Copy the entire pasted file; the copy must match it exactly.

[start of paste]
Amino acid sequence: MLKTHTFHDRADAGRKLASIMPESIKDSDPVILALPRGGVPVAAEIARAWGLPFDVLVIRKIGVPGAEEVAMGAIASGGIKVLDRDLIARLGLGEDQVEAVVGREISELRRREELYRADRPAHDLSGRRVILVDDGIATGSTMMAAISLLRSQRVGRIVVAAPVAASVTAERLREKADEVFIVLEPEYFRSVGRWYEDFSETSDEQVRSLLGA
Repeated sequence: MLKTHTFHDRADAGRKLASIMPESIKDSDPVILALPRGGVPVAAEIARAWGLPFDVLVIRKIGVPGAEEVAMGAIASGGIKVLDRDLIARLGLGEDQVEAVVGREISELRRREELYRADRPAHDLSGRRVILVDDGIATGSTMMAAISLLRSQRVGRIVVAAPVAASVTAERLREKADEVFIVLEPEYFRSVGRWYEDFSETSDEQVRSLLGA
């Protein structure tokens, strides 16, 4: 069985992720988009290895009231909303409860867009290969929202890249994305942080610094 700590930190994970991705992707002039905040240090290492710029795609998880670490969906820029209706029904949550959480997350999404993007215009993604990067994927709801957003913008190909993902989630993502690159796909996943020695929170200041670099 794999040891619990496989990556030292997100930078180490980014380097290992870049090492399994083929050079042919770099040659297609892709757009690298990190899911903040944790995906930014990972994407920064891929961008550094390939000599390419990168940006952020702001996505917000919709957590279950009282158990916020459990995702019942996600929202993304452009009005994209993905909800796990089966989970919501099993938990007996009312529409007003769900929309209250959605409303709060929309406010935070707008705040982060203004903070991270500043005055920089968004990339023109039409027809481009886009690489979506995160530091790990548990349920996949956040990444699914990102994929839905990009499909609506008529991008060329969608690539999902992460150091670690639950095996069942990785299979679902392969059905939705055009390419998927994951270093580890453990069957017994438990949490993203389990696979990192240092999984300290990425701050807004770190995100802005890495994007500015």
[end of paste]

Amino acid sequence: MLKTHTFHDRADAGRKLASIMPESIKDSDPVILALPRGGVPVAAEIARAWGLPFDVLVIRKIGVPGAEEVAMGAIASGGIKVLDRDLIARLGLGEDQVEAVVGREISELRRREELYRADRPAHDLSGRRVILVDDGIATGSTMMAAISLLRSQRVGRIVVAAPVAASVTAERLREKADEVFIVLEPEYFRSVGRWYEDFSETSDEQVRSLLGA
Repeated sequence: MLKTHTFHDRADAGRKLASIMPESIKDSDPVILALPRGGVPVAAEIARAWGLPFDVLVIRKIGVPGAEEVAMGAIASGGIKVLDRDLIARLGLGEDQVEAVVGREISELRRREELYRADRPAHDLSGRRVILVDDGIATGSTMMAAISLLRSQRVGRIVVAAPVAASVTAERLREKADEVFIVLEPEYFRSVGRWYEDFSETSDEQVRSLLGA
């Protein structure tokens, strides 16, 4: 069985992720988009290895009231909303409860867009290969929202890249994305942080610094 700590930190994970991705992707002039905040240090290492710029795609998880670490969906820029209706029904949550959480997350999404993007215009993604990067994927709801957003913008190909993902989630993502690159796909996943020695929170200041670099 794999040891619990496989990556030292997100930078180490980014380097290992870049090492399994083929050079042919770099040659297609892709757009690298990190899911903040944790995906930014990972994407920064891929961008550094390939000599390419990168940006952020702001996505917000919709957590279950009282158990916020459990995702019942996600929202993304452009009005994209993905909800796990089966989970919501099993938990007996009312529409007003769900929309209250959605409303709060929309406010935070707008705040982060203004903070991270500043005055920089968004990339023109039409027809481009886009690489979506995160530091790990548990349920996949956040990444699914990102994929839905990009499909609506008529991008060329969608690539999902992460150091670690639950095996069942990785299979679902392969059905939705055009390419998927994951270093580890453990069957017994438990949490993203389990696979990192240092999984300290990425701050807004770190995100802005890495994007500015």